Christmas Tree Transport | This May Be Your Tree Part II
Presently, hundreds of Christmas trees are flying sideways down the interstates of the east coast, zooming away from northcountry hayfields where they were raised, and barreling ever closer to your neighborhood. Case in point: Seth Johnson’s backed his trailer into the landing at Steve Moffatt’s Christmas Tree Farm in Craftsbury, VT. “Can you tell the […]
Presently, hundreds of Christmas trees are flying sideways down the interstates of the east coast, zooming away from northcountry hayfields where they were raised, and barreling ever closer to your neighborhood. Case in point: Seth Johnson’s backed his trailer into the landing at Steve Moffatt’s Christmas Tree Farm in Craftsbury, VT.
“Can you tell the difference between a balsam and a Fraser?” Steve Moffatt grills his hauler, Seth, a 34-year-old bean farmer from the next town over.
Seth grows beans and wheat, raises beef and horses, and moonlights as a trucker when his growing season grinds to a halt. This morning, Seth’s about to load the culmination of 10 years of Steve’s work planting, fertilizing, weeding, grooming, harvesting and baling.
Most of Steve’s tree markets have been pretty steady, but every now and then he gets a new contract, and this particular load is bound for a brand new tree seller, meaning a first time seller, meaning things’ll go better if Seth can show him the ropes, namely: how to distinguish the bushier, silvery needled frasers from their kissing cousins, the balsams.
Frasers are harder to grow—they’re exacting in their soil requirements, they don’t like damp land, but they make the best Christmas trees. So, for your prima dona conifer, Steve charges more. But Seth will probably to have to train the newbie to discern the difference.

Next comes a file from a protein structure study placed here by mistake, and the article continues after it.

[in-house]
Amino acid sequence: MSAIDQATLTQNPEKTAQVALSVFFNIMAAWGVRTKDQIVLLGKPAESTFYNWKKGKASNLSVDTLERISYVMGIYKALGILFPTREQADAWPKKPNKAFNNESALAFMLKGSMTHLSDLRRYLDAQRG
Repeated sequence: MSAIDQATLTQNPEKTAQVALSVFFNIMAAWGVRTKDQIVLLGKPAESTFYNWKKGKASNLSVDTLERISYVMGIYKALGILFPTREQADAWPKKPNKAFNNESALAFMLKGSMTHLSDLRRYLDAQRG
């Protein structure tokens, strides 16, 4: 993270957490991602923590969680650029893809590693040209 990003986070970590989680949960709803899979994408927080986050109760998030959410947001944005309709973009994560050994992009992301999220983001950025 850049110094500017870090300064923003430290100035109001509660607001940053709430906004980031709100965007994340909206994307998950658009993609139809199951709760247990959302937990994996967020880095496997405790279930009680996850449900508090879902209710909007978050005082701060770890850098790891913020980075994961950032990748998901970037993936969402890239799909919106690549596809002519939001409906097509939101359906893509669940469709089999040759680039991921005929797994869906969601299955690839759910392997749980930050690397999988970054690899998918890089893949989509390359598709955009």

Seth, who’s been trucking trees, among other things for seven years, is undaunted, even fluent you might say, in both cultures. He can coax 11,000 pounds of beans out of an iffy summer, and he can coast his 11,000 pound rig through Brooklyn’s one way and double parked streets.
To get loaded, Seth climbs onto the 50-foot trailer and begins driving in the nine -foot bed stakes that gird his cargo. Then he begins packing trees that Steve and his assistant, Nate, bring up to the truckbed. Seth sets them in like shingles, like feathers, buts and tips sheltering each other, layer upon layer, until they’re cabled in and cinched down.
Steve hands Seth the paper work; they confirm the address: 6 Charles Place, Brooklyn. In the cab, Seth’s got his headset, GPS, maps, a CB radio, a sandwich, a thermos, a blanket, his DOT documents, his log book and a Santa hat.
Seth’s big diesel truck makes a left out of the farm drive onto Wildbranch Road, and a small, swaddled forest goes with him.
Part I: Moffatt’s Christmas Tree Farm | This May Be Your TreePart III: Life of a Christmas Tree Seller | This May Be Your Tree